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Borders in contemporary Macedonia
Rozita Dimova

8 Materialities of displacement: borders in contemporary Macedonia Rozita Dimova The 246 km long border between the Republic of Macedonia (hereinafter Macedonia) and Greece sets off at Lake Prespa, crosses the fertile Pelagonia valley, runs across the steep mountainous wedges of the Nidze and Kozuf mountains, cuts short the valley of the river Vardar, and ends north of the Dojran Lake in eastern Macedonia (see Figure 8.1). The two countries are connected by three border crossings: Medzitlija-Niki near the towns of Bitola-Florina, Bogorodica-Evzoni near

in The political materialities of borders
New theoretical directions

Materiality has long been tied to the political projects of nationalism and capitalism. But how are we to rethink borders in this context? Is the border the limit where the capitalist nation-state, contested and re-created at its centre, becomes fixed? Or is it something else? Is the border something, or does it instead do things? This volume brings questions of materiality to bear specifically on the study of borders. These questions address specifically the shift from ontology to process in thinking about borders. The political materialities of borders does not presume the material aspect of borders but rather explores the ways in which any such materiality comes into being. Through ethnographic and philosophical explorations of the ontology of borders and its limitations from the perspective of materiality, this volume seeks to throw light on the interaction between the materiality of state borders and the non-material aspects of state-making. This enables a new understanding of borders as productive of the politics of materiality, on which both the state project rests, including its multifarious forms in the post-nation-state era.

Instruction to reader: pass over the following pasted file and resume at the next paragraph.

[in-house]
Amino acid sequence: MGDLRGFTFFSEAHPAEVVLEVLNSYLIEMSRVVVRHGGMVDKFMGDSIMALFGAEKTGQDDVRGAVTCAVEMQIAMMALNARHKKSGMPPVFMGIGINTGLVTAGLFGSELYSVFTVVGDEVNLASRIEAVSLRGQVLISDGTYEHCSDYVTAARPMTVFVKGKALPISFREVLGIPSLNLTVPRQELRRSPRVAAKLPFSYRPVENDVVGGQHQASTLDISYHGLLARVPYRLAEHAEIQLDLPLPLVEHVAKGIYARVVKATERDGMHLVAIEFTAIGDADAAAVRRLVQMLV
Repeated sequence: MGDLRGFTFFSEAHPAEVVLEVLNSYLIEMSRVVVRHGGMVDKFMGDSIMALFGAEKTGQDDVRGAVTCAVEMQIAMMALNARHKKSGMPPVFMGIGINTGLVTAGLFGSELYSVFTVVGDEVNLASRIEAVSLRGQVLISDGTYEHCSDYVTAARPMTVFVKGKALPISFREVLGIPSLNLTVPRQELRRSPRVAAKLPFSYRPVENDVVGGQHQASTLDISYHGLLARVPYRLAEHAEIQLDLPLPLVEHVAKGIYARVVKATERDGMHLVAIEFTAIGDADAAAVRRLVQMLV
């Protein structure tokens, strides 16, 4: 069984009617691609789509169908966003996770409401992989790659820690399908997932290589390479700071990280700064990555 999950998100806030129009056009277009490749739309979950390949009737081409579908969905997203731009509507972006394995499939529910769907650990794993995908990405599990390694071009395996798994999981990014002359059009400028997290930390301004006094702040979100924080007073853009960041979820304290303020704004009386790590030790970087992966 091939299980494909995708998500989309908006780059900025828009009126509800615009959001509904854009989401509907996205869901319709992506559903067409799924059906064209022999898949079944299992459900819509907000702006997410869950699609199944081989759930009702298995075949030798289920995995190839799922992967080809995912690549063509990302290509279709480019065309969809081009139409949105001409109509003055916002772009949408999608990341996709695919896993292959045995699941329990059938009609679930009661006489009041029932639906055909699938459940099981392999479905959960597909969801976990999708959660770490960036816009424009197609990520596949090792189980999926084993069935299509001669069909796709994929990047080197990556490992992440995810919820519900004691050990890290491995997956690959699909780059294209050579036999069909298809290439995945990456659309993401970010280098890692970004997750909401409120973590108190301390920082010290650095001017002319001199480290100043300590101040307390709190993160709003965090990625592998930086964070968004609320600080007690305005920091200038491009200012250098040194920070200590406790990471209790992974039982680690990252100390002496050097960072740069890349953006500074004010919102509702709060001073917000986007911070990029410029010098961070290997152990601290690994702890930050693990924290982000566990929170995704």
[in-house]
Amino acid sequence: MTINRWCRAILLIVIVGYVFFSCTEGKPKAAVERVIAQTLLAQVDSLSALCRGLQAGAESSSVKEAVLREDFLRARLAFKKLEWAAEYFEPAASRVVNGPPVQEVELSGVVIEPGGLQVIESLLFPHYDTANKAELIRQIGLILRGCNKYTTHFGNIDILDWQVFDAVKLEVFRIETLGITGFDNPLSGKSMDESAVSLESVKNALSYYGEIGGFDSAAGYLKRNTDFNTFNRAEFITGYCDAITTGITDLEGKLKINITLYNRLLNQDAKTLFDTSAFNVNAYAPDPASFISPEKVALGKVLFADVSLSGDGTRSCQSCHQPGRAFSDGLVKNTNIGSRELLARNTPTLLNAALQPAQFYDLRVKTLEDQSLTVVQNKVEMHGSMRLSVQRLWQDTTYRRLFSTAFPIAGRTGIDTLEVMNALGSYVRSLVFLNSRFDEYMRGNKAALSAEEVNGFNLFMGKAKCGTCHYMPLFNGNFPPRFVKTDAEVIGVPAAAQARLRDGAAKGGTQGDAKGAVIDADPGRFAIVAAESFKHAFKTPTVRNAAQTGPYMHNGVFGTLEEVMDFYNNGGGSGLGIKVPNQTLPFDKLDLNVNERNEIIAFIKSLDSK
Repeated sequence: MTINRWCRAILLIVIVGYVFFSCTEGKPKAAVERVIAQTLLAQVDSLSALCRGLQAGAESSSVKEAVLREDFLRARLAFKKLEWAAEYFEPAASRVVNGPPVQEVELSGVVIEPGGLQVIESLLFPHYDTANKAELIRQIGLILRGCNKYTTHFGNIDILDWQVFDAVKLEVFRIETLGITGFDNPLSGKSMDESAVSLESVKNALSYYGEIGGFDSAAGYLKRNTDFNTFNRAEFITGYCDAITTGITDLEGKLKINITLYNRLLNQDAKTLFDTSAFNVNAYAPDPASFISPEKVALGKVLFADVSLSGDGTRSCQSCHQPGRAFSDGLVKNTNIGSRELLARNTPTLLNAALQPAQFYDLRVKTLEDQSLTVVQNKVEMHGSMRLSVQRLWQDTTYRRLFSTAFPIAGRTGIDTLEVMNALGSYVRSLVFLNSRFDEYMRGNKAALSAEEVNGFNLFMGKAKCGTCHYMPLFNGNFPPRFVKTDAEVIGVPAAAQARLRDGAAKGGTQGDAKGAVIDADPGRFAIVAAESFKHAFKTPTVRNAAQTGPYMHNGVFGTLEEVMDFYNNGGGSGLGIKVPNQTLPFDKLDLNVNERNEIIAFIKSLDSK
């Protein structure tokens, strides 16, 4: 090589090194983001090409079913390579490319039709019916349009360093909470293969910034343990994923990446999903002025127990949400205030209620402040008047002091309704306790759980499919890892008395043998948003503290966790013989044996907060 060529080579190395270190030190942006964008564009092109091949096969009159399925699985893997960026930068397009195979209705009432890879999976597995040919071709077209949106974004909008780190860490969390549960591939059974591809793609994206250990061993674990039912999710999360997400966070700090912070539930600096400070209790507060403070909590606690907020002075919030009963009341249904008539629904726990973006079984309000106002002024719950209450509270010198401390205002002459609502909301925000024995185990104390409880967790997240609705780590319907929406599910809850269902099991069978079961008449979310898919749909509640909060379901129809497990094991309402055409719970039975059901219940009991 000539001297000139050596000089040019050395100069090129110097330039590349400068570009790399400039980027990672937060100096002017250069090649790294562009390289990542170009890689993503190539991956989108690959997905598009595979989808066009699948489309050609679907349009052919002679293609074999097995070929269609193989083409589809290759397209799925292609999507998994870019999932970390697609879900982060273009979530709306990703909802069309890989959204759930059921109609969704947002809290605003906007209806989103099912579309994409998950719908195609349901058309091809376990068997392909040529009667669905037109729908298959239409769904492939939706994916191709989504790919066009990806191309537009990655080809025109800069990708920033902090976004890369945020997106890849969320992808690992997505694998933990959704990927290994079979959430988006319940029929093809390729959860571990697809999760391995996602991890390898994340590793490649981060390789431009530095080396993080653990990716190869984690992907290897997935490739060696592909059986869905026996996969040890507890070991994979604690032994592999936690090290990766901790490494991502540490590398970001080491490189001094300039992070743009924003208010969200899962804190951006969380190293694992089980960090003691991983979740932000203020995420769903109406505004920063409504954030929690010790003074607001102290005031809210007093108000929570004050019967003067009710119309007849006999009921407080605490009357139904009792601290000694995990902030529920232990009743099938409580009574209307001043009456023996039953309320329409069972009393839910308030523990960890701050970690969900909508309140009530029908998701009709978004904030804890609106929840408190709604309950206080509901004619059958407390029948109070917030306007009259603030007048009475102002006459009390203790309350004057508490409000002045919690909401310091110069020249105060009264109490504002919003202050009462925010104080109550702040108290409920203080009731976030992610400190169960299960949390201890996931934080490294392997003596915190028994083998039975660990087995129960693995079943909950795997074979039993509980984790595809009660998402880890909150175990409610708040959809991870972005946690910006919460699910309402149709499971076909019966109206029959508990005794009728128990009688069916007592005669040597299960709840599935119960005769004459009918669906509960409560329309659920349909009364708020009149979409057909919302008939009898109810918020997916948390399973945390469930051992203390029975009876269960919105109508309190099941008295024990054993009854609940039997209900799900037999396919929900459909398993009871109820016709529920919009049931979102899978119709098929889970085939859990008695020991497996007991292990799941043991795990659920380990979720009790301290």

Olga Demetriou

2 Materiality, imbrication, and the longue durée of Greco-Turkish borders Olga Demetriou Borders are irreducibly material structures. Even when they refer to non-material categories (e.g. difference, mental borders, disciplinary boundaries) the image conjured up to conceptualize these is that of a state border, drawn as a line on a map and policed with people and infrastructure on the ground. And yet attempts to understand these precise borders in their materiality have shown time and again in border studies that this ‘line’ is a ruse, that the more we take

in The political materialities of borders
Keith Mc Loughlin

-based deterrent. Despite prominent disarmament activists, such as Mary Kaldor and E.P. Thompson, continuing to alert the public to the dangers of military industry, CND reverted to type at a critical period when the threat of war coincided with the reality of mass unemployment. These last two chapters make the case that the unique opportunity to fuse ‘materialist’ and ‘moral’ arguments was lost. Living in a material world In 1968 Frank Parkin, a sociologist at the University of Kent, published his first academic

in The British left and the defence economy
Abstract only
Theorizing material and non-material mediations on theborder
Olga Demetriou and Rozita Dimova